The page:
Opportunities as Crude Prices Stabilize
05/08/2007 12:00 am EST
Curtis Hesler, editor of Professional Timing Service, says oil prices should hold steady for a while—and that’s good for refiners and other selected energy investments.
Crude oil is consolidating between $69.00 and $62.00. Overhead resistance at $69.00 looks formidable at this point, and I don’t expect to see any fireworks in the crude pit until August. My recommendation is to hold your Canadian trusts and other energy issues.
The Canadian trusts have recovered some due to stronger crude prices and a move in the Canadian dollar from about $0.86 to over $0.89. I do not recommend that you buy more Canadian energy trusts as long-term investments, [although] given the problems these companies face and the generous dividends still available (albeit temporary in some cases), they make excellent trading candidates. The trusts have recovered some, but they are nowhere near as high as they should be with crude at $69.00.
On the other hand, I am very pleased with the performance of our non-trust energy investments that we have made so far this year. Transocean (NYSE: RIG) [at $89] is well ahead of our $75.00 buy price and Frontline (NYSE: FRO) [at $40 is up about 30%] from our buy at $31.00—plus we got a $2.05 dividend and some spin-off shares in Ship Finance worth another 95 cents. They have since announced a more regular dividend policy of $0.625 per quarter with excess cash being spent for buybacks, extra dividends, etc.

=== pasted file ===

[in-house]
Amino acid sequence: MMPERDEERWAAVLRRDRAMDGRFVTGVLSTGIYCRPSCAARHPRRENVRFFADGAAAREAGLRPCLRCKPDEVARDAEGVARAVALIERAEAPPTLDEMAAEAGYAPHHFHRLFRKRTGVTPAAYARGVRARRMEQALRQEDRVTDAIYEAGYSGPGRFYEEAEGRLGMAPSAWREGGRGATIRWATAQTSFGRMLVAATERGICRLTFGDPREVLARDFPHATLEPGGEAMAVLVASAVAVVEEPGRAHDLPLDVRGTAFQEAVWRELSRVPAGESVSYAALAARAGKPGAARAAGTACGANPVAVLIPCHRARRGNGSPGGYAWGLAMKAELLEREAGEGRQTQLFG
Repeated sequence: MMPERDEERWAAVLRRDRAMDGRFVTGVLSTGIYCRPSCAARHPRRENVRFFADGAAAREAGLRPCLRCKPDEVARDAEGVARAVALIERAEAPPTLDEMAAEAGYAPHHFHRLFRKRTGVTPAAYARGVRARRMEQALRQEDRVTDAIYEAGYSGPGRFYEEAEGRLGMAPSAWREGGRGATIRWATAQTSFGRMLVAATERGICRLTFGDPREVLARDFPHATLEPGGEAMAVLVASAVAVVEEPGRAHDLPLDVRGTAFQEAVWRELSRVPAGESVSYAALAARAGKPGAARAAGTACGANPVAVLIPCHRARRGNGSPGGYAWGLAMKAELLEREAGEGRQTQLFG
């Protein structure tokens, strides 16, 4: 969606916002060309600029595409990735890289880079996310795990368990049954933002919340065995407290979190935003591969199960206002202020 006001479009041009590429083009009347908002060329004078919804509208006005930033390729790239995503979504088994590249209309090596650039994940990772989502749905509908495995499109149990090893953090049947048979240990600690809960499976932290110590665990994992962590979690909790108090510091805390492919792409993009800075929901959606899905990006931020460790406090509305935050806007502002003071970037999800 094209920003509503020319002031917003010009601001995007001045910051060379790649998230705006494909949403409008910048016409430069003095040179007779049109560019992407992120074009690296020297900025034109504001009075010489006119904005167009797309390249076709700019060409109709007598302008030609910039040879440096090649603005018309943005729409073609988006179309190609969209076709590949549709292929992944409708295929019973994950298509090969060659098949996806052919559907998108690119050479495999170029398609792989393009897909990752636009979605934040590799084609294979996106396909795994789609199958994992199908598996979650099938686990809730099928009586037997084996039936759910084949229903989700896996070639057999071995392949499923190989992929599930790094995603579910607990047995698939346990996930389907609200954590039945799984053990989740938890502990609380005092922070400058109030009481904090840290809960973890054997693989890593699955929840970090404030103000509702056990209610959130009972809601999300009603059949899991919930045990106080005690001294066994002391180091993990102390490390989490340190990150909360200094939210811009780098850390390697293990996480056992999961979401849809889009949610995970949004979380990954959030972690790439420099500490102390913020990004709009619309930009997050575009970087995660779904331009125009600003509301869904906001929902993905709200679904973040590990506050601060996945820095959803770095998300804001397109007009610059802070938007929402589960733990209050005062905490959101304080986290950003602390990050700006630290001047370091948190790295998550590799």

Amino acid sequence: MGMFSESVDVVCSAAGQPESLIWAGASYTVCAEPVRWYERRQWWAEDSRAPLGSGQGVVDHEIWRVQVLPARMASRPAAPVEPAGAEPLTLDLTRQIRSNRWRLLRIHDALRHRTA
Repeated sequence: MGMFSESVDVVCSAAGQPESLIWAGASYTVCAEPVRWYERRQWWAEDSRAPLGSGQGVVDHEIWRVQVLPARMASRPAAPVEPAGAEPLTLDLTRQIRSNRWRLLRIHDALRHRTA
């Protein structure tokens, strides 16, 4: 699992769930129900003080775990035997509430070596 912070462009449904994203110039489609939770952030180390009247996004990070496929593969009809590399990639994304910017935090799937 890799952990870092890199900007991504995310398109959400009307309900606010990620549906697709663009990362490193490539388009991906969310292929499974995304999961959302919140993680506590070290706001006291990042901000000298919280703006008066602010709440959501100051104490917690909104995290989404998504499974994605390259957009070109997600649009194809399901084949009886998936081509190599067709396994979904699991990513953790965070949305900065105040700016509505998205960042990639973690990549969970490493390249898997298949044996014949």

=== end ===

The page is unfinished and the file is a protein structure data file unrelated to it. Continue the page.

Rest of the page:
Apache (NYSE: APA- $75) is performing as expected and looks good as a buy (as do the others) if it pulls back some here. We have also owned Valero and Frontier Oil (NYSE: FTO-$35) since 2005, and they have done very well for us.
I particularly like the refiners. They have the ability to refine sour crude, which is becoming more prevalent on the market as the sweet crude fields peak out. I think you will find that once the numbers are gathered, 2006 will become the official year that global crude oil production peaked out. In this process, sour high-sulphur crude will make up more and more of available supply to the distinct advantage of those few refiners that can process it.
Another aspect of sour crude is that it sells for a significant discount to sweet crude, and the difference goes straight into the refiner’s profit column. You will pay the same price for gasoline no matter what type of crude it is made from. Frontier has the advantage of being located outside the hurricane regions, and it’s not susceptible to storm damage like Valero. However, Valero has the ability to efficiently make “boutique” gasoline blends, and it is estimated that every penny that gasoline prices move up, Valero makes an extra $1 million profit!